A Wisdom Manifesto – Re:interpreted and Re:framed

By | May 14, 2010

Back door at the Design Factory

I went back to look at Umair Haque’s Wisdom Manifesto I’d linked to last week, as I’d been mulling over things such as values, meaning and understanding after my post yesterday. In context of the values we espouse here at the Design Factory, it struck me that there may be seeds of an entire foundation for solution development, a platform in fact, if you will. But since those thoughts are still fuzzy and as yet unformed, I thought I’d begin by pulling apart Haque’s masterpiece and applying the creative license to re-interpret it with respect to the challenge of addressing the “unknown” or the “emerging future”, or even, “innovation”. (Or rather, banana…)

Haque begins his manifesto with the following introduction,  partially expressed here:

There’s a simpler way to express institutional capital. It’s about wisdom. It is because we’ve beggared ourselves of wisdom that we’re bereft of cash, jobs, and meaning.

The scarcest, rarest, and most valuable resource in the world today is wisdom. The countries, companies, and people that possess it will prosper. In many ways, wisdom is the opposite of strategy — and today, it is strategy, bought by the dozen from legions of besuited, back-slapping consultants, that is cheap, abundant, and worth little.

How large is the economic gap between wisdom and strategy? It begins in the billions. JPMorgan wasn’t wise, and now it has to set aside $3 billion in “model-uncertainty reserves.” Toyota wasn’t wise — and the price of that lack of wisdom is already $10 billion and rising.

Think wisdom’s warm-and-fuzzy? Think again. It’s as hard-as-nails, and as sharp as a razor.

And while his writing continues on to elaborate 9 key points, it is from these that I will now extract sentences to re-frame and reinterpret as I attempt to crystallize my thoughts on my key takeaways from his writing:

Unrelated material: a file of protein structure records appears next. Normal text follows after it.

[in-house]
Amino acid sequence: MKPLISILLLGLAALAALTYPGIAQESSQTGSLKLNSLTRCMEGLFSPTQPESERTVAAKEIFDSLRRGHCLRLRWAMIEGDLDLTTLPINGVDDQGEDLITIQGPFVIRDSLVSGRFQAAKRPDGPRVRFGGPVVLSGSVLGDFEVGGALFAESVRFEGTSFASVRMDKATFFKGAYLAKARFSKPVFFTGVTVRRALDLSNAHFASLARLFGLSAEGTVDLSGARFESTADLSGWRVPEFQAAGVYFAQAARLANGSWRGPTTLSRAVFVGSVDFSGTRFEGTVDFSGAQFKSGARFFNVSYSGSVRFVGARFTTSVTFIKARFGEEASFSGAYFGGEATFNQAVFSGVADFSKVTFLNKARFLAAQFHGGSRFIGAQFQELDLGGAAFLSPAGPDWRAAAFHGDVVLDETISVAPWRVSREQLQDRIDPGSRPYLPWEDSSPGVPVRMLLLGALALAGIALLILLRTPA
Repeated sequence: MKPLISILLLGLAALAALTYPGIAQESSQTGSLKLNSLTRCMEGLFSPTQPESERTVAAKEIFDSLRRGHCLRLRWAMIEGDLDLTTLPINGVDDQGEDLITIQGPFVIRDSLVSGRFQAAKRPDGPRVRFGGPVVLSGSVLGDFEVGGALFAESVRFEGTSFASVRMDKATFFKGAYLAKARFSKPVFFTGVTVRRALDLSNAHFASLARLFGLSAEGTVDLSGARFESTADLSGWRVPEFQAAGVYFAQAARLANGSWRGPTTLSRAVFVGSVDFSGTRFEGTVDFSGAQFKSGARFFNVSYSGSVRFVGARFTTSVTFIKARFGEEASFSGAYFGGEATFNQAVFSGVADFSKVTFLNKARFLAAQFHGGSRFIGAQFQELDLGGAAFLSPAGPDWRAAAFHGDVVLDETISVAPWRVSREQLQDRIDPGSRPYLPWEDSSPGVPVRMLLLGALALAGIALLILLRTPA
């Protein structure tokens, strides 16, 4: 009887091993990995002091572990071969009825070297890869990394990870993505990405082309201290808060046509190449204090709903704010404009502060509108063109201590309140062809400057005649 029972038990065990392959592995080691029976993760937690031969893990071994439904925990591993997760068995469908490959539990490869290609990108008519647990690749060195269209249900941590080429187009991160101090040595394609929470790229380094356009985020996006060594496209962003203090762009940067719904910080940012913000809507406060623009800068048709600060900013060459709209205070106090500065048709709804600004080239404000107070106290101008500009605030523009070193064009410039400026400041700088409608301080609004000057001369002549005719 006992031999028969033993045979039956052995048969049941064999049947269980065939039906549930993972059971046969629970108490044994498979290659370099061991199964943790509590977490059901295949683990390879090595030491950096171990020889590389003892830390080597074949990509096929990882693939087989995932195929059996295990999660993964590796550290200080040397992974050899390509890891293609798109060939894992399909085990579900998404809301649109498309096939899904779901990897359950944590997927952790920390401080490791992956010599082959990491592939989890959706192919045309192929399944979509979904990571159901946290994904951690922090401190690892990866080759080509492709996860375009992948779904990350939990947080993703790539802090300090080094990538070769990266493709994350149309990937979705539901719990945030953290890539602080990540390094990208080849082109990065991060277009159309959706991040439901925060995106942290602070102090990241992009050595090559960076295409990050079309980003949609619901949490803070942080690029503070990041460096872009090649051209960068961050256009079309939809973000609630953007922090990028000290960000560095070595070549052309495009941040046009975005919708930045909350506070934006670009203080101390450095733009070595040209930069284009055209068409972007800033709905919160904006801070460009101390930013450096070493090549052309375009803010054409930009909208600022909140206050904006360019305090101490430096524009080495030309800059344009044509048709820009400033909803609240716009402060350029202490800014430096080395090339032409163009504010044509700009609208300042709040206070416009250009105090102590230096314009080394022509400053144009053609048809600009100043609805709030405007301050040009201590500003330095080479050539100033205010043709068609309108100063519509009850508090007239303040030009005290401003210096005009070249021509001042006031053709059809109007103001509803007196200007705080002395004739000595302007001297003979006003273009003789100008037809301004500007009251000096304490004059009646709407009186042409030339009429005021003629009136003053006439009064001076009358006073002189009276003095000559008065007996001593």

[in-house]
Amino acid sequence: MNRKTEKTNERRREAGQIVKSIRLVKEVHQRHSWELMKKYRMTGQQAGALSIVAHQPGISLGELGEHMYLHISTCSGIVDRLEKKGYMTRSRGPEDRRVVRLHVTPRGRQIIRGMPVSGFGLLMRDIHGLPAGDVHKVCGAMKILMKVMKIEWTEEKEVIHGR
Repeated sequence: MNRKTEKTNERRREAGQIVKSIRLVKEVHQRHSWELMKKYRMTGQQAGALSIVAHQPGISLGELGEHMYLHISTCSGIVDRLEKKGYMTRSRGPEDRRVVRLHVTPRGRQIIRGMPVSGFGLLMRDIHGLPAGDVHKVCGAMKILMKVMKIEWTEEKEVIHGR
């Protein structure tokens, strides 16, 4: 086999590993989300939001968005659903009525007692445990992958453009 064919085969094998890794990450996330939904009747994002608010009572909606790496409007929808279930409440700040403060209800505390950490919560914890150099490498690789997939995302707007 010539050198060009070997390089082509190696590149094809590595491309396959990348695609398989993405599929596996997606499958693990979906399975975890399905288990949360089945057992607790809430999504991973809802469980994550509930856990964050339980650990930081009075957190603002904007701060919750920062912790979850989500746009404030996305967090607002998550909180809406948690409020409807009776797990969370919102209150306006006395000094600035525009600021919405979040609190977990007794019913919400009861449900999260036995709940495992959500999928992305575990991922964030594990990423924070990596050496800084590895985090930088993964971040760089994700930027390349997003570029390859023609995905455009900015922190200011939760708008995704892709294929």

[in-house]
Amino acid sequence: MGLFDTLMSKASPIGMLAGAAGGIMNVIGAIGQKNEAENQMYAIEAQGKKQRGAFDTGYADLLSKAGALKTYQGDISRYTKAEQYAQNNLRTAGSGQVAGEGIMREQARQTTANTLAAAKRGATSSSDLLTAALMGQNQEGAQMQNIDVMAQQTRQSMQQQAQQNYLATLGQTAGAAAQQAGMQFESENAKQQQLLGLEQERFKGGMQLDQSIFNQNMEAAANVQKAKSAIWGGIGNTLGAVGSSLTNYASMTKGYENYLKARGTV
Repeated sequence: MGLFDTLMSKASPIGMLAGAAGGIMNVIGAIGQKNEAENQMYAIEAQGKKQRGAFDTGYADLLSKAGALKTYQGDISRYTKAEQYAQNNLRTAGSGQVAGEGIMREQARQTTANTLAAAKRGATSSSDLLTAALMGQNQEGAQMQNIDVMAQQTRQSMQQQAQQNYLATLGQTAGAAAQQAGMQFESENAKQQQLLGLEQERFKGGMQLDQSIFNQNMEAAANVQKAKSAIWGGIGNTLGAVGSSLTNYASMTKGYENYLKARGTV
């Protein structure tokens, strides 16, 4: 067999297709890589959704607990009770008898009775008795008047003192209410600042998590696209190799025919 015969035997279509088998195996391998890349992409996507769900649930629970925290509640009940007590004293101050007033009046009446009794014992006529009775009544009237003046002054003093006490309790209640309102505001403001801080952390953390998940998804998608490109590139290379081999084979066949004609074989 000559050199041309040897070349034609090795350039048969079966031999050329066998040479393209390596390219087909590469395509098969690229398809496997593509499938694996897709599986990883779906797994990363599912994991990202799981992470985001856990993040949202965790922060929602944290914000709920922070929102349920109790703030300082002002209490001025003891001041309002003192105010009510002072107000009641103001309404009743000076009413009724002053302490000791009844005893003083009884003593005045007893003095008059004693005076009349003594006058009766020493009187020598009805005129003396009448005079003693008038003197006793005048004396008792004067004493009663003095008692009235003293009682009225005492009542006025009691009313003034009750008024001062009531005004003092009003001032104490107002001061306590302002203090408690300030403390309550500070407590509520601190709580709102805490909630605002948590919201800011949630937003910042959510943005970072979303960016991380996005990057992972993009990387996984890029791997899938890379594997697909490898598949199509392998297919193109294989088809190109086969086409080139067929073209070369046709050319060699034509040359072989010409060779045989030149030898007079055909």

Wisdom isn’t about what you “value” — it’s about how everyone values you. To get wise, articulate your essence


Wisdom happens by understanding the who, why, what, and how of suffering. That’s the only source of the most explosive kind of horsepower — not just physical or intellectual energy, but emotional and ethical energy.

High Standards

Wisdom is measured against a higher standard than mere strategy: the one set by what people, communities, and society lack.

Curiosity (thank you Wycliffe for the perfect word found in the kitchen)

Wisdom requires space for experimentation and play — for people to find new ways to change the world.


Strategy is the application of force. Wisdom is the application of love. Strategy suppresses, but Wisdom evokes. Its test is the ability to spark new ideas, concepts, and solutions. That is how to be valued by people, communities, and society

Uncompromising vision

Wisdom’s battle is the real one: never to compromise your essence, the way you want to change the world.

Ennoble (to elevate in degree, excellence, or respect; dignify; exalt)

Wisdom is about what’s higher. Can you hold yourself up to a higher standard than the bare minimum rule-makers ask for (profit, here and now) — and by doing so, create more value?


Wisdom is eternal. And that means that it’s a ceaseless quest for learning.

Now I can see here the seeds of a path towards wisdom, embodied and embedded in new ways of thinking and making and doing. We now have  the following 8 conceptual keywords:

Value –  Understanding –  High Standards –  Curiosity –  Love –  Uncompromising vision –  Ennoble and Eternal.

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